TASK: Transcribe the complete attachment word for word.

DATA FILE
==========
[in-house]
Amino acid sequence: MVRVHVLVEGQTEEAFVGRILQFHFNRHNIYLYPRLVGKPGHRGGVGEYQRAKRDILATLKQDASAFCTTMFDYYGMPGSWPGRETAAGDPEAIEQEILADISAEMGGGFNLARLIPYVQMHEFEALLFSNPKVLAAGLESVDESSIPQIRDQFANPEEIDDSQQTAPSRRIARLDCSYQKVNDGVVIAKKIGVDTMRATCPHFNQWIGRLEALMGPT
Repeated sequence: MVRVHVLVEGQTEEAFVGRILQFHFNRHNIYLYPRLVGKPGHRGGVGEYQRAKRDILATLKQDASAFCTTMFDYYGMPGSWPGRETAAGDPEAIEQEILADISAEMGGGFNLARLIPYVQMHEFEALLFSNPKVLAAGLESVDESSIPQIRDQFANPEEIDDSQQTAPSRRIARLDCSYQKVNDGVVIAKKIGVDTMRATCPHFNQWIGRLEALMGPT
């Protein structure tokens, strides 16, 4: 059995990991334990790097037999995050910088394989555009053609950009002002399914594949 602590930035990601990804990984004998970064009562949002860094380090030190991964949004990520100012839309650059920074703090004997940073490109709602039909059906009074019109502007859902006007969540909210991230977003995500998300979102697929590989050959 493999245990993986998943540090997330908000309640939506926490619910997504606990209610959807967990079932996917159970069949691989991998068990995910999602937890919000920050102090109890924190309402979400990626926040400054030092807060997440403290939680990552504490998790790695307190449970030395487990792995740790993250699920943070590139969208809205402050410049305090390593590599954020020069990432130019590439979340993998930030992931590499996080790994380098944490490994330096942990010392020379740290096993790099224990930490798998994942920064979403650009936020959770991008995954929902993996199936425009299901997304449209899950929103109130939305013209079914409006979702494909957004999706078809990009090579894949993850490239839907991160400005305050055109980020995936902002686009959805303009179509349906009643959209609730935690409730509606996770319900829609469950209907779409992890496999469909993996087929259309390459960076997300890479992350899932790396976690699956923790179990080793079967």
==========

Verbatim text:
[in-house]
Amino acid sequence: MVRVHVLVEGQTEEAFVGRILQFHFNRHNIYLYPRLVGKPGHRGGVGEYQRAKRDILATLKQDASAFCTTMFDYYGMPGSWPGRETAAGDPEAIEQEILADISAEMGGGFNLARLIPYVQMHEFEALLFSNPKVLAAGLESVDESSIPQIRDQFANPEEIDDSQQTAPSRRIARLDCSYQKVNDGVVIAKKIGVDTMRATCPHFNQWIGRLEALMGPT
Repeated sequence: MVRVHVLVEGQTEEAFVGRILQFHFNRHNIYLYPRLVGKPGHRGGVGEYQRAKRDILATLKQDASAFCTTMFDYYGMPGSWPGRETAAGDPEAIEQEILADISAEMGGGFNLARLIPYVQMHEFEALLFSNPKVLAAGLESVDESSIPQIRDQFANPEEIDDSQQTAPSRRIARLDCSYQKVNDGVVIAKKIGVDTMRATCPHFNQWIGRLEALMGPT
């Protein structure tokens, strides 16, 4: 059995990991334990790097037999995050910088394989555009053609950009002002399914594949 602590930035990601990804990984004998970064009562949002860094380090030190991964949004990520100012839309650059920074703090004997940073490109709602039909059906009074019109502007859902006007969540909210991230977003995500998300979102697929590989050959 493999245990993986998943540090997330908000309640939506926490619910997504606990209610959807967990079932996917159970069949691989991998068990995910999602937890919000920050102090109890924190309402979400990626926040400054030092807060997440403290939680990552504490998790790695307190449970030395487990792995740790993250699920943070590139969208809205402050410049305090390593590599954020020069990432130019590439979340993998930030992931590499996080790994380098944490490994330096942990010392020379740290096993790099224990930490798998994942920064979403650009936020959770991008995954929902993996199936425009299901997304449209899950929103109130939305013209079914409006979702494909957004999706078809990009090579894949993850490239839907991160400005305050055109980020995936902002686009959805303009179509349906009643959209609730935690409730509606996770319900829609469950209907779409992890496999469909993996087929259309390459960076997300890479992350899932790396976690699956923790179990080793079967």